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Drawing two rectangular axes, and laying down a series of points whose abscissas represent, on any convenient scale, successive values of the sectorial measure, and whose ordinates represent, preferably on the same scale, the corresponding values of the function to be plotted, the locus traced out by this series of points will be a graphical representation of the variation of the function as the sectorial measure varies. The equations of the curves in the ordinary cartesian notation are:
Fig.  Full Lines.  Dotted Lines.

A  $y=coshx,$  $y=sechx;$ 
B  $y=sinhx,$  $y=cschx;$ 
C  $y=tanhx,$  $y=cothx;$ 
D  $y=gdx.$ 
Here $x$ is written for the sectorial measure $u$, and $y$ for the numerical value of $coshu$, etc. It is thus to be noted that the variables $x$, $y$ are numbers, or ratios, and that the equation $y=coshx$ merely expresses that the relation between the numbers $x$ and $y$ is taken to be the same as the relation between a sectorial measure and its characteristic ratio. The numerical values of $coshu,sinhu,tanhu$ are given in the tables at the end of this chapter for values of $u$ between $0$ and $4$. For greater values they may be computed from the developments of Art. 16.
The curves exhibit graphically the relations:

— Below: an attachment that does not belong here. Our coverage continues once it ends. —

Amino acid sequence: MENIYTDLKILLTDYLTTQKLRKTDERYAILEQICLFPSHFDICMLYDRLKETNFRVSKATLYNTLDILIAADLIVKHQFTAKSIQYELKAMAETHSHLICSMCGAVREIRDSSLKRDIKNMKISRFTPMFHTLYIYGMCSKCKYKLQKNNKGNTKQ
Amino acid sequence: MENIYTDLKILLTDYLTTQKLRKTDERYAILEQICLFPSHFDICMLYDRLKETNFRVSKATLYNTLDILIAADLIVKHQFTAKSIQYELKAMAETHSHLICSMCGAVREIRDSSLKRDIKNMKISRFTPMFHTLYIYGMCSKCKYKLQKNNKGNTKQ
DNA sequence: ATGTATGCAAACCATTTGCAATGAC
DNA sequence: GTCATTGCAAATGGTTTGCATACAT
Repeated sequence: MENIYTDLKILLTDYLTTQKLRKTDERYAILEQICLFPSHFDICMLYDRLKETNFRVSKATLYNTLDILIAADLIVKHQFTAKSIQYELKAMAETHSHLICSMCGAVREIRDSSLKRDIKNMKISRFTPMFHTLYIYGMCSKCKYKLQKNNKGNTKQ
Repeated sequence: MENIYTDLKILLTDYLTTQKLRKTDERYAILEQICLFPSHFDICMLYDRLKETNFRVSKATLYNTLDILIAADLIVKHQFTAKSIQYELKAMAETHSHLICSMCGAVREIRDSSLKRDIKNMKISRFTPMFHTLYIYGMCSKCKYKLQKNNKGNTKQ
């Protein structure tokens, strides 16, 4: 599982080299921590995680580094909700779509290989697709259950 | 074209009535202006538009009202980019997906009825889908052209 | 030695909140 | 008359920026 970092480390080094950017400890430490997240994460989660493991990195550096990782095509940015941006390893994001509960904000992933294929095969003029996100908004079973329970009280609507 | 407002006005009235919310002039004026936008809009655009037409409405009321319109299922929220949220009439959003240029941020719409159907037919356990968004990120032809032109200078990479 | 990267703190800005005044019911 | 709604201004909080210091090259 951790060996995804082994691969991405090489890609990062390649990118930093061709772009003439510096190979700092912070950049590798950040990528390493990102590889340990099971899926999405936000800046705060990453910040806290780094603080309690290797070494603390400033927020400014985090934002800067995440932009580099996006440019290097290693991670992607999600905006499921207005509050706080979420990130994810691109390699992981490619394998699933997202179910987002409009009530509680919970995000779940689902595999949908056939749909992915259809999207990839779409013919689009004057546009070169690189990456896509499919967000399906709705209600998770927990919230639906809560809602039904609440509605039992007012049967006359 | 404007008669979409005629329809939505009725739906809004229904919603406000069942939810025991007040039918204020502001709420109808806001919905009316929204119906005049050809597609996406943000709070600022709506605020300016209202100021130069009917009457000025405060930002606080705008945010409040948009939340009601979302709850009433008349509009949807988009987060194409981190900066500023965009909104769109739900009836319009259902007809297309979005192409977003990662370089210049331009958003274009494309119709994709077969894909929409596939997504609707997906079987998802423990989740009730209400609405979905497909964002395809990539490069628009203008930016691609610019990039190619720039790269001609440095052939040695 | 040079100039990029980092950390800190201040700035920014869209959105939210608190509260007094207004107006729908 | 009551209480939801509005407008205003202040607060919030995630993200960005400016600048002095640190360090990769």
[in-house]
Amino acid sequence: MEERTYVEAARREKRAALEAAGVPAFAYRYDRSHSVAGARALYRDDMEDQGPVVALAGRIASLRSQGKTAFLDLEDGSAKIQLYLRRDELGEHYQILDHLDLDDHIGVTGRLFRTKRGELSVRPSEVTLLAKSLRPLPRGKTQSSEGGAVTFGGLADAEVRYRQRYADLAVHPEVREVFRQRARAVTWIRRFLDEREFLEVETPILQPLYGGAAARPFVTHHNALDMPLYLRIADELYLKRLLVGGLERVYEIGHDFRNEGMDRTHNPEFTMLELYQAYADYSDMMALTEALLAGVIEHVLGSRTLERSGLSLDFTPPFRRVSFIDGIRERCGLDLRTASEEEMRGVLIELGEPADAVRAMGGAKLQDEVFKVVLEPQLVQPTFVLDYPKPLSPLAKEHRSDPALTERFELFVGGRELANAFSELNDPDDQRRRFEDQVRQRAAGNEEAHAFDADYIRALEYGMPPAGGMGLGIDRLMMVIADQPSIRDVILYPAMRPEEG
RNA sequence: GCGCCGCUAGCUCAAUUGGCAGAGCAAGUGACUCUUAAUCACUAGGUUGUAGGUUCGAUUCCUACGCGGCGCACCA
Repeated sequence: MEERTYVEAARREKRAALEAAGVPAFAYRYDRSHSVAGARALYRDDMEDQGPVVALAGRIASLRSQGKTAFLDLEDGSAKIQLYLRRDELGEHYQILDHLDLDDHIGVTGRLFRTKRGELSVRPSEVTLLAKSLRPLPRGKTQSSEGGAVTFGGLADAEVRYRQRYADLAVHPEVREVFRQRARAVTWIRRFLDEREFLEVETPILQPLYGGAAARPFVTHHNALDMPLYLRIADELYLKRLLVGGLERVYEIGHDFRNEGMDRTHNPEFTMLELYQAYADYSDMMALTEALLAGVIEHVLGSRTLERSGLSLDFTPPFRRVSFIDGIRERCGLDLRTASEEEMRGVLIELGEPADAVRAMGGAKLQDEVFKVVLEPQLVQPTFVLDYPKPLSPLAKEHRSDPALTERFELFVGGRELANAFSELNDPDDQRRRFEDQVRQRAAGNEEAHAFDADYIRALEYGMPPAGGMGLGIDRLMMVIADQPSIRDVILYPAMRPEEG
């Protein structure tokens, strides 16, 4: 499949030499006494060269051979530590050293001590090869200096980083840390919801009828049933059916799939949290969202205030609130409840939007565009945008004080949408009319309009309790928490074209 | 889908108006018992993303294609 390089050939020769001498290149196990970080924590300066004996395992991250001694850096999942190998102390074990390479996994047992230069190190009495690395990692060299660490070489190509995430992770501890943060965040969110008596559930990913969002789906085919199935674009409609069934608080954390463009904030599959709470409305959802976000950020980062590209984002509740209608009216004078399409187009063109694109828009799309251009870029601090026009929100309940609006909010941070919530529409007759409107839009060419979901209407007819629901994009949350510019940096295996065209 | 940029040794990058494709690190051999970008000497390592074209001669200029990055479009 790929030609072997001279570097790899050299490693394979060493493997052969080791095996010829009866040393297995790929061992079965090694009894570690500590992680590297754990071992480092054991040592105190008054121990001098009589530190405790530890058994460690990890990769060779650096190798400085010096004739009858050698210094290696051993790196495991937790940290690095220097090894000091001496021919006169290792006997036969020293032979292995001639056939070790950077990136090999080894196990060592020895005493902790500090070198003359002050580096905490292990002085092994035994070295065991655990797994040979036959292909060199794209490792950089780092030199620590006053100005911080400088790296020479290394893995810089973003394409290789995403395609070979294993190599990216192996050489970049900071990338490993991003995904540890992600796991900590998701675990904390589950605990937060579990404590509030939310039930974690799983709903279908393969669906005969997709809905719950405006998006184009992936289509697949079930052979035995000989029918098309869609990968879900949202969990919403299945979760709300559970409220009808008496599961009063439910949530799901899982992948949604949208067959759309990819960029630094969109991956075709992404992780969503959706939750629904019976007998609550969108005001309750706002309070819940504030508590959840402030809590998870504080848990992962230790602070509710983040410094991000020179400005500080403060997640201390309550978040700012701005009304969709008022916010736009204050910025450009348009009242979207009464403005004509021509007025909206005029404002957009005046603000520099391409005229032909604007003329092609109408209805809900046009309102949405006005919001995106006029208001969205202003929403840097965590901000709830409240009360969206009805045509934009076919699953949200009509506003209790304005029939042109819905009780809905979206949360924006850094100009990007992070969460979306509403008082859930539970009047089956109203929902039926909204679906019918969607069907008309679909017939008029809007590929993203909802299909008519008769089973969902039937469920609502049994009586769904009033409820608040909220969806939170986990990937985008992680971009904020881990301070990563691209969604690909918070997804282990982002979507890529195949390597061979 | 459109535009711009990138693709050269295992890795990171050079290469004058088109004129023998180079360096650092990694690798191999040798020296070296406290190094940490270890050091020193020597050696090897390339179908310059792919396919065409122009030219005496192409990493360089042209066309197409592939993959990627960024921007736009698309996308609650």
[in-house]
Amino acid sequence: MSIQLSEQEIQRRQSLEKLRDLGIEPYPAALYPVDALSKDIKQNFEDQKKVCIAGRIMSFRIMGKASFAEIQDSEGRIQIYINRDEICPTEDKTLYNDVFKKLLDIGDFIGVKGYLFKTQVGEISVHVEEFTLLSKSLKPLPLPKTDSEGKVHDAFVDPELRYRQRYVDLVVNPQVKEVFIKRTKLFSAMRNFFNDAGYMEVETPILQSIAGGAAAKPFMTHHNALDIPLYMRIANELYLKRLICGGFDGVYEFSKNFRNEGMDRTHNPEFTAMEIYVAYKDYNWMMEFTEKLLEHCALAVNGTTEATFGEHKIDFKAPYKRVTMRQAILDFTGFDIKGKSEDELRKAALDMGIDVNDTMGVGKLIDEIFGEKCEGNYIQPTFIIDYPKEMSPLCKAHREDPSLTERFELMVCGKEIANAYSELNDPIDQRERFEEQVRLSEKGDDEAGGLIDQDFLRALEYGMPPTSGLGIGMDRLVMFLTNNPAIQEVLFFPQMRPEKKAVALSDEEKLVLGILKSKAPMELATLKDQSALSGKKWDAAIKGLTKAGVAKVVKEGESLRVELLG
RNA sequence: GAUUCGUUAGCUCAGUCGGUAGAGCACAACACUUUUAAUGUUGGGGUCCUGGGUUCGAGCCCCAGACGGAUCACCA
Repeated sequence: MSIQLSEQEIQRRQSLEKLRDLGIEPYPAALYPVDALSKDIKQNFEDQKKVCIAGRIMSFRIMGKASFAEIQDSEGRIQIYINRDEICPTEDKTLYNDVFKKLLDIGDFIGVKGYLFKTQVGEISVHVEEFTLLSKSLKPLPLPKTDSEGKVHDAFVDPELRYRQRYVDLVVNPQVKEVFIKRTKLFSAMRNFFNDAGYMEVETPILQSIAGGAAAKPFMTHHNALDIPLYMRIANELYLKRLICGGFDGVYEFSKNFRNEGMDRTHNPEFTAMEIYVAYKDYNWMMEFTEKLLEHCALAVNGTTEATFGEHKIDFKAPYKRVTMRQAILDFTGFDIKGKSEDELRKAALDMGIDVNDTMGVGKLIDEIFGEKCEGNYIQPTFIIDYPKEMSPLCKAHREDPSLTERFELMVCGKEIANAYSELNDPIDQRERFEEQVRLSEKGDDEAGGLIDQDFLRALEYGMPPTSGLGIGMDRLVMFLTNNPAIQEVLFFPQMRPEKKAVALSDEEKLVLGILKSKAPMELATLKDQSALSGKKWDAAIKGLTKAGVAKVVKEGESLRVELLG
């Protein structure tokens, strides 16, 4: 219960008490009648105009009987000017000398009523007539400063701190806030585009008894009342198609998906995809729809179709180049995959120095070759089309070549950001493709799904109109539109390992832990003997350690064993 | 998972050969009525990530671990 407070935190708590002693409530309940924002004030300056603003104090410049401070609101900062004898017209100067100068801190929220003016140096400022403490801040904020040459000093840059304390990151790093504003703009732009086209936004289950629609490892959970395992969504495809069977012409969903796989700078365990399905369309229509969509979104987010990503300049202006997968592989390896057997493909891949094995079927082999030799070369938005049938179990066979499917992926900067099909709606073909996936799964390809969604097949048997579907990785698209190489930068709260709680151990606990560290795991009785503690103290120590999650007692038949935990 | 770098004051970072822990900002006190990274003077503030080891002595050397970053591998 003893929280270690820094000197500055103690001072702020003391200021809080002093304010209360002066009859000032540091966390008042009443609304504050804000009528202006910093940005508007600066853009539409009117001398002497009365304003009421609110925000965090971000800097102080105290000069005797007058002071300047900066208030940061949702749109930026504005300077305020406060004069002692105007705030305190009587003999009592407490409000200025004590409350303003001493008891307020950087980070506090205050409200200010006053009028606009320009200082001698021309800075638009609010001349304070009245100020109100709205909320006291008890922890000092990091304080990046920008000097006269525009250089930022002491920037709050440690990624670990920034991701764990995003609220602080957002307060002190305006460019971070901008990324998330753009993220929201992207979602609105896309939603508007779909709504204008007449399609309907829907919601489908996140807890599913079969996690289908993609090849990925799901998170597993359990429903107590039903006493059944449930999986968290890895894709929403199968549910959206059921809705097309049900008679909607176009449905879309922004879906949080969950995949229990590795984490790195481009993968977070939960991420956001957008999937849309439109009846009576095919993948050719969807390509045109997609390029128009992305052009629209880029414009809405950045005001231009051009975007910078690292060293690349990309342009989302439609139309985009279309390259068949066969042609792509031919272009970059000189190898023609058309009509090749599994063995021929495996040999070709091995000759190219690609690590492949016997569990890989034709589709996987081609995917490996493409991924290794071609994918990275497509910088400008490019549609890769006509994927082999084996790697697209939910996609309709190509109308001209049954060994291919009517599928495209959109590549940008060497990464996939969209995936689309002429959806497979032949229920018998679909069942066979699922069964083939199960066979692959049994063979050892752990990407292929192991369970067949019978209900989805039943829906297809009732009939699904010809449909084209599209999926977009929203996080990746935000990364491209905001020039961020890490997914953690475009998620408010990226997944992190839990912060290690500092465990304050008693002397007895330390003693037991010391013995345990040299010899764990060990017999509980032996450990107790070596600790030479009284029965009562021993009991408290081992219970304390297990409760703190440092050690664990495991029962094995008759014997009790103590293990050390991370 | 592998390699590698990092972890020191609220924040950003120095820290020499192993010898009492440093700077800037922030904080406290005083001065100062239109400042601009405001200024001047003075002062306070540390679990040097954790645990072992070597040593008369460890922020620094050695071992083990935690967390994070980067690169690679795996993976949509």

$$\begin{array}{cc}sechu=\frac{1}{coshu},\phantom{\rule{1em}{0ex}}cschu=\frac{1}{sinhu},\phantom{\rule{1em}{0ex}}cothu=\frac{1}{tanhu};& \\ coshu\nless 1,\phantom{\rule{1em}{0ex}}sechu\ngtr 1,\phantom{\rule{1em}{0ex}}tanhu\ngtr 1,\phantom{\rule{1em}{0ex}}gdu<\frac{1}{2}\pi ,\text{etc.};& \\ sinh(u)=sinhu,\phantom{\rule{1em}{0ex}}cosh(u)=coshu,& \\ tanh(u)=tanhu,\phantom{\rule{1em}{0ex}}gd(u)=gdu,\text{etc.};& \\ cosh0=1,\phantom{\rule{1em}{0ex}}sinh0=0,\phantom{\rule{1em}{0ex}}tanh0=0,\phantom{\rule{1em}{0ex}}csch(0)=\infty ,\text{etc.};& \\ cosh(\pm \infty )=\infty ,\phantom{\rule{1em}{0ex}}sinh(\pm \infty )=\pm \infty ,\phantom{\rule{1em}{0ex}}tanh(\pm \infty )=\pm 1,\text{etc.}& \end{array}$$
The slope of the curve $y=sinhx$ is given by the equation $\frac{dy}{dx}=coshx$, showing that it is always positive, and that the curve becomes more nearly vertical as $x$ becomes inﬁnite. Its direction of curvature is obtained from $\frac{{d}^{2}y}{d{x}^{2}}=sinhx$, proving that the curve is concave downward when $x$ is negative, and upward when $x$ is positive. The point of inﬂexion is at the origin, and the inﬂexional tangent bisects the angle between the axes.
The direction of curvature of the locus $y=sechx$ is given by $\frac{{d}^{2}y}{d{x}^{2}}=$ $sechx(2{tanh}^{2}x1)$, and thus the curve is concave downwards or upwards according as $2{tanh}^{2}x1$ is negative or positive. The inﬂexions occur at the points $x=\pm {tanh}^{1}.707,=\pm .881$, $y=.707$; and the slopes of the inﬂexional tangents are $\mp \frac{1}{2}$.
The curve $y=cschx$ is asymptotic to both axes, but approaches the axis of $x$ more rapidly than it approaches the axis of $y$, for when $x=3$, $y$ is only $.1$, but it is not till $y=10$ that $x$ is so small as $.1$. The curves $y=cschx$, $y=sinhx$ cross at the points $x=\pm .881$, $y=\pm 1$.
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